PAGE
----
Jeramey Jannene
Eyes on Milwaukee

More Balconies, Windows for The Huron

Husch Blackwell will have a balcony on each of its floors in the 11-story office building.

By - Jun 4th, 2019 10:29 am
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Balconies at the Huron Building. Rendering by Engberg Anderson Architects.

Balconies at the Huron Building. Rendering by Engberg Anderson Architects.

While it’s already under construction, J. Jeffers & Co. is continuing to modify the design of the 11-story Huron Building at 511 N. Broadway.

The latest changes come in response to a request by anchor tenant Husch Blackwell, which is leasing 71,000 square feet in the building.  The law firm will have three exterior balconies, each just under 700 square feet, and larger windows as part of a plan approved Monday by the Historic Preservation Commission.

The three balconies will be set back from the street and sit above an outdoor terrace on the building’s northeast corner. All six floors with office space in the building will now have an outdoor balcony. (The other five floors will be used for commercial space and parking.)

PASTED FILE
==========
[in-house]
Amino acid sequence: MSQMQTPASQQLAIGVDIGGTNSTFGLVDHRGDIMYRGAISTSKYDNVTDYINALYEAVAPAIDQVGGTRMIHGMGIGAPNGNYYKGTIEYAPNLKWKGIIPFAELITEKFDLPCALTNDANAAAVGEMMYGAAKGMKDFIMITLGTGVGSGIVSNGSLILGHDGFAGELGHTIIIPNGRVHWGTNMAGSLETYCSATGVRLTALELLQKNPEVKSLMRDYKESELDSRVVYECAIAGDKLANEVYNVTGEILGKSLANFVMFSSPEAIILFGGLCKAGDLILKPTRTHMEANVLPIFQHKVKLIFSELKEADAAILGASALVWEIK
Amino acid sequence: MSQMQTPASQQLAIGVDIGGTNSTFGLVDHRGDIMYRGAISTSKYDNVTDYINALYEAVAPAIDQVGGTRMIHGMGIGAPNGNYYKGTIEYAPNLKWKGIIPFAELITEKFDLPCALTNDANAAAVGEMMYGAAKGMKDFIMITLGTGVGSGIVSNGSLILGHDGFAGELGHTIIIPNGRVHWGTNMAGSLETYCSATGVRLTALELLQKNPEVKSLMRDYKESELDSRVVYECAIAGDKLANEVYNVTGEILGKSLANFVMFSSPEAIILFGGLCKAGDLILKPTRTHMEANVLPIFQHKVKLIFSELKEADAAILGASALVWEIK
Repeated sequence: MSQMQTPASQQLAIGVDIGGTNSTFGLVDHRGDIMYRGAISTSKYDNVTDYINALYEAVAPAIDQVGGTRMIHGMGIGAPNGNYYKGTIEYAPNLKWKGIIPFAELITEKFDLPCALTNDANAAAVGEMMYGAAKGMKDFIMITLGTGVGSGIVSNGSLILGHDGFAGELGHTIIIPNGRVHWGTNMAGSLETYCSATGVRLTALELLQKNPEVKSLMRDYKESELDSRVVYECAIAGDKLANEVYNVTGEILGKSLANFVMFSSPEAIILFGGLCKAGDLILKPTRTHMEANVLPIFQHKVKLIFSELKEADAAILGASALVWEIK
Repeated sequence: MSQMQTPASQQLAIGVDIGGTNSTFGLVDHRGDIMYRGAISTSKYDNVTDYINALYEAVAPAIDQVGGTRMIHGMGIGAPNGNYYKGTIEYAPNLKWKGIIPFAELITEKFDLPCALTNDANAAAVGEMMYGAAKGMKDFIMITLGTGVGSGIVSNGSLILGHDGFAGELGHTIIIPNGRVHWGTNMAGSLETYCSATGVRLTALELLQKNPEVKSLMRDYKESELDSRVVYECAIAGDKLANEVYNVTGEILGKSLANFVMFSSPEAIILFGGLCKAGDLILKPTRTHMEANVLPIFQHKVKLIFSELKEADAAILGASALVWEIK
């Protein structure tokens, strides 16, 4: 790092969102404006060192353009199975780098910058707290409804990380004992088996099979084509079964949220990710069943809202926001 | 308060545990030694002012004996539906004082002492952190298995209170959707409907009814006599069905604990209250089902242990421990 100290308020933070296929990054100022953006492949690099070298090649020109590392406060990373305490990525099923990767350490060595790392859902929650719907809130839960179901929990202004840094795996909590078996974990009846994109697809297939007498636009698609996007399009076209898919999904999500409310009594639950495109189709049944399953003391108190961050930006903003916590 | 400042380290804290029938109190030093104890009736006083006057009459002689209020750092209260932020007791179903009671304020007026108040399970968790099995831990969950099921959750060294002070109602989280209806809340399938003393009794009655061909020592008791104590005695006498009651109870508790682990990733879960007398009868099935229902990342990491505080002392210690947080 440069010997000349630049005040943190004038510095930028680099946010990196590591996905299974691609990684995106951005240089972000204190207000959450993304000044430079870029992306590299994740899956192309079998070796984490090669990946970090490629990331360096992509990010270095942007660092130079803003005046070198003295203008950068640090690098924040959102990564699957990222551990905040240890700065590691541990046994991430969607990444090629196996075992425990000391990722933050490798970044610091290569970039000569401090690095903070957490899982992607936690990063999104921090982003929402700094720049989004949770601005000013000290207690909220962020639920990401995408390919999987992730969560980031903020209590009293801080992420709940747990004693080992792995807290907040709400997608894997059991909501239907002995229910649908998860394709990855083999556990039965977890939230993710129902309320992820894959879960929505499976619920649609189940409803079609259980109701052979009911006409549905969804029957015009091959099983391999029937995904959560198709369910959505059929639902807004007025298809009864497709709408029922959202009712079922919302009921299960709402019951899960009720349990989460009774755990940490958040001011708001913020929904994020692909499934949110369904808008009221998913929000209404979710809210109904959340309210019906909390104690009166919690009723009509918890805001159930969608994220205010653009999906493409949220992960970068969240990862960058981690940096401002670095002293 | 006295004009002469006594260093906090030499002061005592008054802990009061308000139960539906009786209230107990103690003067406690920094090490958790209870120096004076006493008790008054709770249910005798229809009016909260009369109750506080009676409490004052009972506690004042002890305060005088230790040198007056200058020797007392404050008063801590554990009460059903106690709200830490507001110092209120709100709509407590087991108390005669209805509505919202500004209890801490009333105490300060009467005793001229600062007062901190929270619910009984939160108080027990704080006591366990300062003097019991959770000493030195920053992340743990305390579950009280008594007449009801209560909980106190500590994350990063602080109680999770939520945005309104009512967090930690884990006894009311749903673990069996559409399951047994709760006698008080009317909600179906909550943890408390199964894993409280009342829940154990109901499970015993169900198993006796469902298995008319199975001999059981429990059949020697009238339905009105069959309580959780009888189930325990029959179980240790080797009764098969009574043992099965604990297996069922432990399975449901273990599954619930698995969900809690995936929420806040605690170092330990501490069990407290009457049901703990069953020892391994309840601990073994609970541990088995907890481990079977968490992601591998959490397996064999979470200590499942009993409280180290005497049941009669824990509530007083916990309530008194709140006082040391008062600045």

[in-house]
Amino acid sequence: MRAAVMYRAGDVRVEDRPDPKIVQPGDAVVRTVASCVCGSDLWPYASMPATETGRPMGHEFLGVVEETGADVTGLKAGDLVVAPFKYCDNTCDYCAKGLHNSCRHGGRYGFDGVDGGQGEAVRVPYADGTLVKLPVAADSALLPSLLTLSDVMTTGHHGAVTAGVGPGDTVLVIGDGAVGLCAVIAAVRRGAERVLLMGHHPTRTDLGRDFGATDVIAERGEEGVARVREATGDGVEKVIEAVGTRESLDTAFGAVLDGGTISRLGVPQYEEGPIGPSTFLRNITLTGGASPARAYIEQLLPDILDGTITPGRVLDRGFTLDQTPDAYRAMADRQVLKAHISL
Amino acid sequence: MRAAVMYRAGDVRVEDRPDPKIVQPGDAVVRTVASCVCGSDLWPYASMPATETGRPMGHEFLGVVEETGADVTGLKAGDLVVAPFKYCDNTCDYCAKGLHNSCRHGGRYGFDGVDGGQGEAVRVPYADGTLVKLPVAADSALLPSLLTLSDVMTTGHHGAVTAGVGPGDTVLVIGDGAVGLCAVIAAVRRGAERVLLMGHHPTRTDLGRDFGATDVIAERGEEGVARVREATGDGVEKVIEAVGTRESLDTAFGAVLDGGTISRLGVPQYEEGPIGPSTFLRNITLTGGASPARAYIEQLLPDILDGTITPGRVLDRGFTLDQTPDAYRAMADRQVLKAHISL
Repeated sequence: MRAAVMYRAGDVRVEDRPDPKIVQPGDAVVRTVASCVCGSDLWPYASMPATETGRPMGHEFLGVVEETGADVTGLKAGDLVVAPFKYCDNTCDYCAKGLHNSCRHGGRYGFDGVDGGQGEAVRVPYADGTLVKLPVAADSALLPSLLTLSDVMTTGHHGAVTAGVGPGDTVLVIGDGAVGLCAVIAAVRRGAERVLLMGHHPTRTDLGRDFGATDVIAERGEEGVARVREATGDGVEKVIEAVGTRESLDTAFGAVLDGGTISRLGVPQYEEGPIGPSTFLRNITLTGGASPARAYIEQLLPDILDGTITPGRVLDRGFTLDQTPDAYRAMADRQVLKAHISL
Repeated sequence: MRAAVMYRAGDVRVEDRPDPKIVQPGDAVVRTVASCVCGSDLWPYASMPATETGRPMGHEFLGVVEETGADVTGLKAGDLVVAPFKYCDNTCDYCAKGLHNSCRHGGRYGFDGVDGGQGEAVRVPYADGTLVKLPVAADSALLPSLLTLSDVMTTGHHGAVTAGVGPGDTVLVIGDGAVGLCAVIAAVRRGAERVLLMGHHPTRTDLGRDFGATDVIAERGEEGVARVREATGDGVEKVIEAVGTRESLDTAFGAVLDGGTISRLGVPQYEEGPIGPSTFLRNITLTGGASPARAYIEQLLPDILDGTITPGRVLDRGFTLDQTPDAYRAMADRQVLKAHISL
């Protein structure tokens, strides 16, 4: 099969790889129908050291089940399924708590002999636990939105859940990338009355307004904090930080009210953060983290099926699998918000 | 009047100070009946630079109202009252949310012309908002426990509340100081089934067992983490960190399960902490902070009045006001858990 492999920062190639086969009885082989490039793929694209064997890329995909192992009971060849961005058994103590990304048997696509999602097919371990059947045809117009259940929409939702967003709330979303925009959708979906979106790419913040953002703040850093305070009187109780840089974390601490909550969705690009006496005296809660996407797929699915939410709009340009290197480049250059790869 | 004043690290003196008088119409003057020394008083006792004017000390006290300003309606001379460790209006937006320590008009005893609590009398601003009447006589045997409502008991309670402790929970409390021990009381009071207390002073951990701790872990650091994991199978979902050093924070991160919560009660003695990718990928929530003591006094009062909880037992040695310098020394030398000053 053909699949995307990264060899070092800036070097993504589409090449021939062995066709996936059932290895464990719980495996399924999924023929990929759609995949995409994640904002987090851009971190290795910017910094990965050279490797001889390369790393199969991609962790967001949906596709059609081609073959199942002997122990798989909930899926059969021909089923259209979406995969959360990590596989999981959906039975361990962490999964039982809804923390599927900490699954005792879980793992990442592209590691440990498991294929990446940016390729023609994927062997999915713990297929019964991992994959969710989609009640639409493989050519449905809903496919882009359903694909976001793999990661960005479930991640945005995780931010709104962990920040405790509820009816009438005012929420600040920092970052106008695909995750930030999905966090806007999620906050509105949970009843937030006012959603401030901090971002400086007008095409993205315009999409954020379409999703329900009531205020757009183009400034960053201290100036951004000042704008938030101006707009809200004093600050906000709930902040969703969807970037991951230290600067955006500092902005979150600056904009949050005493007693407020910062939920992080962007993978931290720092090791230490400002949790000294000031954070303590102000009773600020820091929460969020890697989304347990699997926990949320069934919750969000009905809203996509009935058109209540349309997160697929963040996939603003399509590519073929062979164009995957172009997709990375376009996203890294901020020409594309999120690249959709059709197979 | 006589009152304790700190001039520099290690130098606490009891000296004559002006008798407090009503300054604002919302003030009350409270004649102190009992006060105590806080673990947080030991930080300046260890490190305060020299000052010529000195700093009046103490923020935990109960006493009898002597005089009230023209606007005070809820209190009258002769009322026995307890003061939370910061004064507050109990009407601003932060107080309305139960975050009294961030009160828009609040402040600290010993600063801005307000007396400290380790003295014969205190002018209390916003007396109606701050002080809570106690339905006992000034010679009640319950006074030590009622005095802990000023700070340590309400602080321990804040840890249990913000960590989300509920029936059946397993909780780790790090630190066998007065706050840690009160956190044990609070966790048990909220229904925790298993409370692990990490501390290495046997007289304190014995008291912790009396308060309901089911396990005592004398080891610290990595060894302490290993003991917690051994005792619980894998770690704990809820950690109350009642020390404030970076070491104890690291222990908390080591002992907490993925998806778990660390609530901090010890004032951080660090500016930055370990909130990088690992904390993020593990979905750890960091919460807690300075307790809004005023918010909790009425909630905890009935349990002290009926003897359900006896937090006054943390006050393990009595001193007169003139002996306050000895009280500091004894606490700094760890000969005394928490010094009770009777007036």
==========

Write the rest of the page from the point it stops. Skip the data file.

“Basically they’re adding a lot more based on what the primary tenant wanted,” said commission staffer Tim Askin. “Because they’re adding more windows I see no reason to object to that.”

“I think it’s pretty straight forward. I have no issues,” said commissioner chair Marion Clendenen-Acosta. The commission unanimously approved the changes.

The revised windows will be on the west side of the building above the alley dividing the building from the historic Button Block balcony.

Although its an entirely new building built on a surface parking lot, the building requires vetting by the Historic Preservation Commission because it is located within the East Side Commercial Historic District.

Design work on the project is being led by Engberg Anderson Architects. Construction is being led by Stevens Construction. The building is scheduled to be completed in summer 2020.

J. Jeffers & Co. has received more approvals on the project than virtually any other project in recent Milwaukee history. Variations of the project have been approved by the Historic Preservation Commission at least four times, the Board of Zoning Appeals approved a variance for the building’s size in May, the City Plan Commission recommended approving an air space lease and the Common Council approved that lease, for an overhang into the alley, last week.

For more on the project, see our coverage of the May 2nd groundbreaking.

Balcony Renderings

April Site Photos

January 2019 Renderings

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